The Congress is in the midst of gathering information from the ground, according to its leader Anand Sharma, and may come out with a report in March. Yet what it does not realise is that it has lost contact with the workers who are disillusioned that the Congress has distanced itself from the ethos of secularism and socialism in pursuit of power at any cost.
Mahatma Gandhi is still the icon. But the party has given space to such elements who are trying to put up a memorial to pay homage to Nathu Ram Godse who shot Gandhi dead. His name was nowhere in the picture till recently. But a few days ago an underpass at Alwar, Rajasthan, was sought to be named after Godse. The Congress and other secular organisations, including the Leftist parties, should analyse their action and the way in which they have been pushing their programme because Godse represents an ideology that Mahatma Gandhi fought tooth and nail.
Socialism became the socialist pattern during Jawaharlal Nehru&’s lifetime because he felt that the ideology was difficult to practice. The concept has become so diluted over the years that the public sector undertakings which were supposed to attain the commanding heights are on the back burner. Over the years, the private sector has been encouraged by different political parties because the industrialists provide the money for elections. This nexus cannot be broken until there are drastic electoral reforms to lessen the role of money.
Welfare is not dependent on socialism, but egalitarianism is. If industry and business expand, at least the wealth will increase. But the nexus between politicians and the bureaucracy does not allow rapid progress. Red tape apart, corruption at every step saps the energy which can be infused for society to go ahead.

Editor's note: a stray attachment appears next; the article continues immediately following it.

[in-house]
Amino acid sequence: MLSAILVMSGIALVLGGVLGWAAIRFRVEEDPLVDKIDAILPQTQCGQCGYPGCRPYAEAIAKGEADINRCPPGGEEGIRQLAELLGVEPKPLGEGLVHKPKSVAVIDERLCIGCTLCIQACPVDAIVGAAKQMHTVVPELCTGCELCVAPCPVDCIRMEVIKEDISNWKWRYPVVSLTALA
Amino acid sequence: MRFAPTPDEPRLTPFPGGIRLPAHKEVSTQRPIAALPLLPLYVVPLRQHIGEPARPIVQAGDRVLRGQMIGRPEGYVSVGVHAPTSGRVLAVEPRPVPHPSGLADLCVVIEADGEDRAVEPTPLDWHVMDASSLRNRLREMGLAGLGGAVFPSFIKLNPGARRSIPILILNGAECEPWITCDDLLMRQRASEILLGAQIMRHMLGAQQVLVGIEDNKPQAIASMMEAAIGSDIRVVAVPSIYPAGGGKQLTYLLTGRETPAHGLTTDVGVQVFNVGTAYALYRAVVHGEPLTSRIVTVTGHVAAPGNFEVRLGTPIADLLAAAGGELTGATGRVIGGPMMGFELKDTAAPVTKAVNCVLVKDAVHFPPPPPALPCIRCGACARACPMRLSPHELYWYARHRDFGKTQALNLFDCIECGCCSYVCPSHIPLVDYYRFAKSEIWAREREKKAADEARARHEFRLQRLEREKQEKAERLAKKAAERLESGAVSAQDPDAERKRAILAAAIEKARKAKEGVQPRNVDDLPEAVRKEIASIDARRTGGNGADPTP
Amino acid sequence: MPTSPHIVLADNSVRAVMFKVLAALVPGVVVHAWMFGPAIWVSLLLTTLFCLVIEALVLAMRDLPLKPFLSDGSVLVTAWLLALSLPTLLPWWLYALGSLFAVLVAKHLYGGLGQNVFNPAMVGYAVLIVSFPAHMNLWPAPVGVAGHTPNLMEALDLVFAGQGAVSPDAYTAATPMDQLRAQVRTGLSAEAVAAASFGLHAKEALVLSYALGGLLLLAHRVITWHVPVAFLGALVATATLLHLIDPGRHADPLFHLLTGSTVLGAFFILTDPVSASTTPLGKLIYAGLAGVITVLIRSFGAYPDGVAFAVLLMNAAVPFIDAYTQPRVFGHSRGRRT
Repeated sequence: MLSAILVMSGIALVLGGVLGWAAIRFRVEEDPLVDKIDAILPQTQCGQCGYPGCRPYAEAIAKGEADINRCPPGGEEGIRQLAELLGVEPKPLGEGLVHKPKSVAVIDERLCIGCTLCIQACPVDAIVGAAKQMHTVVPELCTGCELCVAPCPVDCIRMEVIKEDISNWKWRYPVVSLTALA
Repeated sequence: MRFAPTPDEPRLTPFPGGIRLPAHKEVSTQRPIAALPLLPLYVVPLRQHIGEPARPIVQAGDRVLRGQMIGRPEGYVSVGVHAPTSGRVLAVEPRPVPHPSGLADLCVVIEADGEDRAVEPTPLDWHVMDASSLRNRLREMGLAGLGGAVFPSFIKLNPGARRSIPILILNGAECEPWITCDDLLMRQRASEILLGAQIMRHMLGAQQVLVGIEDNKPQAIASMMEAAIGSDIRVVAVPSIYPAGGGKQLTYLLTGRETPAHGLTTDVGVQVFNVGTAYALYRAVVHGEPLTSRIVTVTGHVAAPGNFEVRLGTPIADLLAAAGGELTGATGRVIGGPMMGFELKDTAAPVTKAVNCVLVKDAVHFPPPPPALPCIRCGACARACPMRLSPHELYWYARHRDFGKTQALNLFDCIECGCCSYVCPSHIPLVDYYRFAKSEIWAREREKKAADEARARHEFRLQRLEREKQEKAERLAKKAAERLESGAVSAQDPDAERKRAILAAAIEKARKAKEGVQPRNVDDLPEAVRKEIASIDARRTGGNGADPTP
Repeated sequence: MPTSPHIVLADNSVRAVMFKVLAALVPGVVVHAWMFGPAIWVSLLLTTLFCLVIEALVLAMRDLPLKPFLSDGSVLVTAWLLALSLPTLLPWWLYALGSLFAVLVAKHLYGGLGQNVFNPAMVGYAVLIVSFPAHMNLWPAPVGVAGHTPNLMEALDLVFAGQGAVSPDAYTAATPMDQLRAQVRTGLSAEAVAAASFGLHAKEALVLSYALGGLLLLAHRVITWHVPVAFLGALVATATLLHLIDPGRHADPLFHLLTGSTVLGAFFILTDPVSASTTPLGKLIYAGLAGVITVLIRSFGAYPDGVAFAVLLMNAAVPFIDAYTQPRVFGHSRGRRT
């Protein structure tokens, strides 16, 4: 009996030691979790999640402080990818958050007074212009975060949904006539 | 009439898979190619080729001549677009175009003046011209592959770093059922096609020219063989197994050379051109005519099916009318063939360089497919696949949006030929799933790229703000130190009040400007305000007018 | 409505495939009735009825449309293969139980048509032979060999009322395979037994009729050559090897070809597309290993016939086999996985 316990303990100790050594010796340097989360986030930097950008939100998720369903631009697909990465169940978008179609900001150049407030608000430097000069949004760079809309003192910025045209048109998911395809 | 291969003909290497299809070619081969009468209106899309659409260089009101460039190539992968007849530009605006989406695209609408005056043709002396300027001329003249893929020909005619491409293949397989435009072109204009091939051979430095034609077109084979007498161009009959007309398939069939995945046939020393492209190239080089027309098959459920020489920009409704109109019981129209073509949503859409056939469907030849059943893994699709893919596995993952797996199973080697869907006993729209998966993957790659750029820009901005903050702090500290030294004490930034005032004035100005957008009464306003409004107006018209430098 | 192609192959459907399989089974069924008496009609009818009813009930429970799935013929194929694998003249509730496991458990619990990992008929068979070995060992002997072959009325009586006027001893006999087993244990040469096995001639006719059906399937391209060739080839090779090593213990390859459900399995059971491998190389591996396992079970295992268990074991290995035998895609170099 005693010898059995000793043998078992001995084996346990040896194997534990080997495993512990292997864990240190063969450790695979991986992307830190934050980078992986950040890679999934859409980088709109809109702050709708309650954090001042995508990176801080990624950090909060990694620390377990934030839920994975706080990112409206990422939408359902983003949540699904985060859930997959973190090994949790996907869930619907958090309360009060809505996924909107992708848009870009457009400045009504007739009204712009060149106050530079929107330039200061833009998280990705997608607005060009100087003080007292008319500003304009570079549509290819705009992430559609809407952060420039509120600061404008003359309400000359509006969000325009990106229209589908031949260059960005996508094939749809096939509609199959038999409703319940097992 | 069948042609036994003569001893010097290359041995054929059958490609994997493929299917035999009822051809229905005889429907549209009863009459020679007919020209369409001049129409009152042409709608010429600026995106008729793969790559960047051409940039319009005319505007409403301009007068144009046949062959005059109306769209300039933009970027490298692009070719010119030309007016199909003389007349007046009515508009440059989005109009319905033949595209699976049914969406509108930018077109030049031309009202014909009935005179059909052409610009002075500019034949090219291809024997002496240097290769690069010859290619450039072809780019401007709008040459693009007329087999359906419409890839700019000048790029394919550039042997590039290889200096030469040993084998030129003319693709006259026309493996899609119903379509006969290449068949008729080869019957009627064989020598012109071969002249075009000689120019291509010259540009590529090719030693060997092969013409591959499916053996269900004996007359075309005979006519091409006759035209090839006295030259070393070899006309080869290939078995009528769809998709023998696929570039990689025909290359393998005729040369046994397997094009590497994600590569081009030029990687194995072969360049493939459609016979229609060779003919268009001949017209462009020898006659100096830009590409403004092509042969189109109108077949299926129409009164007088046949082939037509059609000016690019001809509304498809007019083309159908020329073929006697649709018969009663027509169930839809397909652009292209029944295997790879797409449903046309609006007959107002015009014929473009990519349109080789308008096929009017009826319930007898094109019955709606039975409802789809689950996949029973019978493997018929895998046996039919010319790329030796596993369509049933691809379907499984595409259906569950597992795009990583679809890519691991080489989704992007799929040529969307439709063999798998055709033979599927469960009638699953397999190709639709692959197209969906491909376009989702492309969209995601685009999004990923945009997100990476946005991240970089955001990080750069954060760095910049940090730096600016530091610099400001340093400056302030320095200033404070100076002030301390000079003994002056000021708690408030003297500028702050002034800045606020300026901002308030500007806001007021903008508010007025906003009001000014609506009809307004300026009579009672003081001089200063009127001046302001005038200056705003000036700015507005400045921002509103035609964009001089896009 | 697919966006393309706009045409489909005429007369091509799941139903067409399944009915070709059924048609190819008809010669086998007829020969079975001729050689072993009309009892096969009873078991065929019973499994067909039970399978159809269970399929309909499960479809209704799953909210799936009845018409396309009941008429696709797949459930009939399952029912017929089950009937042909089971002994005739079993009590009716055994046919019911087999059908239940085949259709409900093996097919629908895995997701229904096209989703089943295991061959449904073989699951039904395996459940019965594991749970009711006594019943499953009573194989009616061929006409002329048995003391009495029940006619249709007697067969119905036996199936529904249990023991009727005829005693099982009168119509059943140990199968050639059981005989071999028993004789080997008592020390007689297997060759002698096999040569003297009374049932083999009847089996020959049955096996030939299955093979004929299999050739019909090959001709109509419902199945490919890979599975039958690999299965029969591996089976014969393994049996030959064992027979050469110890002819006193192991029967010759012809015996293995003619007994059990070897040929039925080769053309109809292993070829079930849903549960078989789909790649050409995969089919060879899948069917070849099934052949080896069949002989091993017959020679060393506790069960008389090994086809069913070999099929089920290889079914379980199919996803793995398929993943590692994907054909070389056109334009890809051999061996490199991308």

Communalism is the real problem. The nation&’s strong reaction has stopped the ghar wapsi movement. Christians are still the target. But their number is limited and does not count much in electoral politics. Otherwise, the BJP government would not have dared to declare even Christmas day into a Good Governance Day! As the archbishop of Delhi said, the measure was the result of a hate campaign.
The Muslims, nearly 15 per cent of the country’s population, have not got their due, particularly in jobs. But they have been able to stall the relentless efforts to push them aside. Their votes stand them in good stead. If they do not fall prey to the mechanisations of Akbaruddin Owaisi, who is trying to attract Muslims in the name of religion, the realisation that there is no go from secularism will take roots.
Yet the nation has to ponder seriously how it is being forced to compromise with communalism, the opposite of the ethos of the freedom movement. How many of us today remember Maulana Abul Kalam Azad and Khan Abdul Ghaffar Khan, the Frontier Gandhi, who stood boldly for secularism during the heyday of the Muslim League? They were visionaries and unlike the present leaders sought the redemption of the multi-cultural and multi-religious society that India is.
The writer is a veteran journalist and commentator